Civil Rights Leader says Obama's Education Agenda Is 'Racist'

4798 The standards-based education reform movement calls school change "the civil rights issue of our time." But about 220 mostly African American community organizers, parents and students from 21 cities from New York to Oakland, Calif., converged on Washington Tuesday to tell U.S. Secretary of Education Arne Duncan he's getting it backwards on school closures.
Members of the group, a patchwork of community organizations called the Journey for Justice Movement, have filed several Title VI civil rights complaints with the Education Department Office of Civil Rights, claiming that school districts that shut schools are hurting minority students. While most school closures are decided locally, the Education Department's School Improvement Grant gives underperforming school districts money for shakeups or turnarounds, including closures.

The meeting became heated at times. "The voices of the people directly impacted can no longer be ignored," said Jitu Brown, an organizer from the South Side of Chicago. "This type of mediocrity is only accepted because of the race of the students who are being served." He called school closures "a violation of our human rights," since many communities are left without neighborhood schools after districts shut them down.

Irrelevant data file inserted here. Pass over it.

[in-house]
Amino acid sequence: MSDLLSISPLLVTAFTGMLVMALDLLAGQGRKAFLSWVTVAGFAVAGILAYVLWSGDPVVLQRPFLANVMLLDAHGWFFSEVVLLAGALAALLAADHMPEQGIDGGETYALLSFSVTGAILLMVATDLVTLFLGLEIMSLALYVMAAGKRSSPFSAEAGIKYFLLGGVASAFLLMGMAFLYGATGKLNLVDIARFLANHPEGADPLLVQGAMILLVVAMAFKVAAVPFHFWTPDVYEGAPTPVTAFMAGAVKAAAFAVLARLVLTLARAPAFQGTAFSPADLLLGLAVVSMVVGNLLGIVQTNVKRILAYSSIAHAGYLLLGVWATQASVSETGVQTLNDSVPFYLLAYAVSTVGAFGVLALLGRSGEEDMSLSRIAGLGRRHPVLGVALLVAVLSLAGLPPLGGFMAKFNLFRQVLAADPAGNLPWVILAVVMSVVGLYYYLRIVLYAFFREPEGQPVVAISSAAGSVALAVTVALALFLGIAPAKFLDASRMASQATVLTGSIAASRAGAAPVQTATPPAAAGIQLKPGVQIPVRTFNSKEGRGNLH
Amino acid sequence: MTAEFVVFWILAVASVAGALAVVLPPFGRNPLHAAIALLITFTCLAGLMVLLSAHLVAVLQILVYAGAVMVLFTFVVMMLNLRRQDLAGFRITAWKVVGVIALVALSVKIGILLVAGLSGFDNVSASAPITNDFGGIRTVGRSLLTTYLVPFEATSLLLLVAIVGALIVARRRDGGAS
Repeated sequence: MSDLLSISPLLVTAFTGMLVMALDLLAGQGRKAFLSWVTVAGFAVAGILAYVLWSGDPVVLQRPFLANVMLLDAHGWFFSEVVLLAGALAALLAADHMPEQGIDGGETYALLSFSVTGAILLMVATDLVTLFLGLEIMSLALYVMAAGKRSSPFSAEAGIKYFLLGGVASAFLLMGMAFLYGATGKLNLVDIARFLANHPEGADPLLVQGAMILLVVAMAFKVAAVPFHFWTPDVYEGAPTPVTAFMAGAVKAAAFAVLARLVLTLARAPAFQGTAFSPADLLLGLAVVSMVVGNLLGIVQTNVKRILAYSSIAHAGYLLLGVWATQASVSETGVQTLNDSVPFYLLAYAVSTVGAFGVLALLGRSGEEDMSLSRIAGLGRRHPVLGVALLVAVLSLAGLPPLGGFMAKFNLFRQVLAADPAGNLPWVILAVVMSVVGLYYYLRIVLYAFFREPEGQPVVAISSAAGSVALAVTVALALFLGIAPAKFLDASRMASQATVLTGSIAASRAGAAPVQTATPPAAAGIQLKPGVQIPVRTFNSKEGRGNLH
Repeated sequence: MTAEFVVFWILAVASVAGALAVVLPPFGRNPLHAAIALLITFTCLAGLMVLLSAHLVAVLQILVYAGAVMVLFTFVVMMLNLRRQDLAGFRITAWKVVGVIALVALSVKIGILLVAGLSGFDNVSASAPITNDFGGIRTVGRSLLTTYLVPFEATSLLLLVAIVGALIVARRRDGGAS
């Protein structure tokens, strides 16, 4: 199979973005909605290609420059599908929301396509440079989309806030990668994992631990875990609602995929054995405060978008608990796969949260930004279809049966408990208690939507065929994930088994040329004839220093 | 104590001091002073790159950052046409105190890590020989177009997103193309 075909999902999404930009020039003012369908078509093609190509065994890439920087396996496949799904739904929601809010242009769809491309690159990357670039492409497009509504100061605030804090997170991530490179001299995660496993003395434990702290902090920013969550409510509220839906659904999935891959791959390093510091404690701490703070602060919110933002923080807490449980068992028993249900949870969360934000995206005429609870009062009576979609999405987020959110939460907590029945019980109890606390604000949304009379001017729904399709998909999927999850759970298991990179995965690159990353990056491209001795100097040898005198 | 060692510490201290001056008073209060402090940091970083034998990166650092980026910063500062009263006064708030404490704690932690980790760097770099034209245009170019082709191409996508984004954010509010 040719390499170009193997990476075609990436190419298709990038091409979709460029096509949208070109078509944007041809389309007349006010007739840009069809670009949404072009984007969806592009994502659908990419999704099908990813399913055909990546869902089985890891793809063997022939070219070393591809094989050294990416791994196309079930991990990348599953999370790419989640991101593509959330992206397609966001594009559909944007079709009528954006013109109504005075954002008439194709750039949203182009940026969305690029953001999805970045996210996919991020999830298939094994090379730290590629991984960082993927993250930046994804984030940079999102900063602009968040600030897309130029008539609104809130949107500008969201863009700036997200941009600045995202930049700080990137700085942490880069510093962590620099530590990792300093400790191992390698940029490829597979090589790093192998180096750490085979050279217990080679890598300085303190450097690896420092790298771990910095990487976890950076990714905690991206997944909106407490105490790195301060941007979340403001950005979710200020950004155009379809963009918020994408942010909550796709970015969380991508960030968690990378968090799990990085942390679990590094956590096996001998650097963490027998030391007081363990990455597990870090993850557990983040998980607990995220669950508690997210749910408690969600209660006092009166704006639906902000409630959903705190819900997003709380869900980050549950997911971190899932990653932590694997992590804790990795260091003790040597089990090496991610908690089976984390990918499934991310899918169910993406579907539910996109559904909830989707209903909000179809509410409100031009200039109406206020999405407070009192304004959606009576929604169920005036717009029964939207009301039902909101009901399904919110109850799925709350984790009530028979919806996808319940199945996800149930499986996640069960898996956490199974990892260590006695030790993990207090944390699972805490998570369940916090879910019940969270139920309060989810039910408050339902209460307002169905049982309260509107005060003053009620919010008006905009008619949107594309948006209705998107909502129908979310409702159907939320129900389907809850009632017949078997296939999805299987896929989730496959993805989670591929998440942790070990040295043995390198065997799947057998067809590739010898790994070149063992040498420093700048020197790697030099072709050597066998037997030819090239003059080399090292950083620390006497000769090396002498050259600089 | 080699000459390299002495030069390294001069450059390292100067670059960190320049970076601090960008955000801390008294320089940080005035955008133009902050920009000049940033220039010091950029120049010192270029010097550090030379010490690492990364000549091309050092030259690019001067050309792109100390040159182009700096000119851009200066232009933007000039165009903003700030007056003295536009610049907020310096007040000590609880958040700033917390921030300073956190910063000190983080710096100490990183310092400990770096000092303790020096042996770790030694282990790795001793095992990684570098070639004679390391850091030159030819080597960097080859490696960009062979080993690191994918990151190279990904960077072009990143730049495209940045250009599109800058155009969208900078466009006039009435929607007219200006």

"We are not Astroturf groups," Brown continued. "We are not people who are paid by private interests to appear."

Helen Moore, an organizer from Detroit, said the current reform movement is tantamount to racism. "We are now reverting back to slavery," she said. "All the things that are happening are by design, by design, by design. They don't want our children to have an education, but we'll fight to the death."

Members of the Obama administration, including Duncan and Obama education advisor Roberto Rodriguez, were in attendance. The Obama administration has been repeatedly admonished for ignoring racial issues. Duncan opened the meeting by saying his job was to listen. "As populations go down, a lot of changes have to be made," Duncan said. He called for a recognition of common goals and intentions. But due to his schedule, he left the meeting after 45 minutes, leading to a quick "Where is Duncan? Where is Duncan?" chant.

Source: Huffington Post | Joy Resmovits
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